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‘MTSU On the Record’ ventures into Kenya’s politic...

‘MTSU On the Record’ ventures into Kenya’s politics, poaching crackdown, more with global studies professor

An MTSU professor presented his honest views on controversies facing the African nation of Kenya on a recent “MTSU On the Record” radio program.

Dr. Jeremiah Asaka, lecturer in the Department of Global Studies and Human Geography, College of Liberal Arts

Dr. Jeremiah Asaka

Host Gina Logue’s interview with Dr. Jeremiah Asaka, a lecturer in MTSU’s Department of Global Studies and Human Geography, first aired Oct. 30 on WMOT-FM Roots Radio 89.5 and online at www.wmot.org. You can listen to their conversation above.

In a series of commentaries posted at www.theconversation.com, Asaka took on some of his native land’s thorniest issues.

The topics included Kenya’s 2017 presidential election, the nation’s new wildlife task force and a controversial proposal to execute convicted poachers. (You can read each of Asaka’s articles by clicking on the links.)

WMOT Roots Radio-new logo-2017 web “More and more countries are moving away from executions,” Asaka said.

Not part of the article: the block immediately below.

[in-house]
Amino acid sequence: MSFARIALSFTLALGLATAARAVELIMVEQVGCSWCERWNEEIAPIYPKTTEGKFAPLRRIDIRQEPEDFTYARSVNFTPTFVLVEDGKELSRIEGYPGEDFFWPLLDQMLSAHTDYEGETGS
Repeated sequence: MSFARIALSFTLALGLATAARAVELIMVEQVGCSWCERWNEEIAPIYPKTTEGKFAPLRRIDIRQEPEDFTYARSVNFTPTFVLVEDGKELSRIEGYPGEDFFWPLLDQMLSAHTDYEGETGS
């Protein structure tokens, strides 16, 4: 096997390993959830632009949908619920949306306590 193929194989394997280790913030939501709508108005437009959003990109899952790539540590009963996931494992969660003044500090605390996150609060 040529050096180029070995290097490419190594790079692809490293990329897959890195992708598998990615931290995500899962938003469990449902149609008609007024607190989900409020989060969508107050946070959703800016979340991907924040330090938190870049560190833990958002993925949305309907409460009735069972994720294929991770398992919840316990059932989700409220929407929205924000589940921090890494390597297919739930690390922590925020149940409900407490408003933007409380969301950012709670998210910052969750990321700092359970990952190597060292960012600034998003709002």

“It’s almost ridiculous to propose that you would execute a human being for killing an animal, not that I’m diminishing the lives of animals. From my end, I think this proposal is actually a nonstarter.”

Asaka is an interdisciplinary scholar researching conservation governance and the biodiversity-security nexus in sub-Saharan Africa with particular focus on Kenya.

To hear previous “MTSU On the Record” programs, visit the searchable “Audio Clips” archives at www.mtsunews.com.

For more information about “MTSU On the Record,” contact Logue at 615-898-5081 or WMOT-FM at 615-898-2800.

Pastoralist communities in Africa, like the Maasai, and their livestock live in “bomas,” which protect them from wild animals. Kenya’s Minister for Tourism and Wildlife recently established a task force to look into how wildlife can be used and protected in a way that benefits both people and animals. (Photo by Shutterstock/Papa Bravo via TheConversation.com)

Pastoralist communities in Africa, like the Maasai, and their livestock live in “bomas,” which protect them from wild animals. Kenya’s Minister for Tourism and Wildlife recently established a task force to look into how wildlife can be used and protected in a way that benefits both people and animals. (Photo by Shutterstock/Papa Bravo via TheConversation.com)

Kenya Wildlife Service rangers patrol the Meru National Park on the slopes of Mount Kenya in eastern Africa. The nation is considering implementing the death penalty for wildlife poaching to help endangered species survive and to protect the Kenyan tourism industry. (Photo courtesy of Flickr/IFAW via TheConversation.com)

Kenya Wildlife Service rangers patrol the Meru National Park on the slopes of Mount Kenya in eastern Africa. The nation is considering implementing the death penalty for wildlife poaching to help endangered species survive and to protect the Kenyan tourism industry. (Photo courtesy of Flickr/IFAW via TheConversation.com)

 


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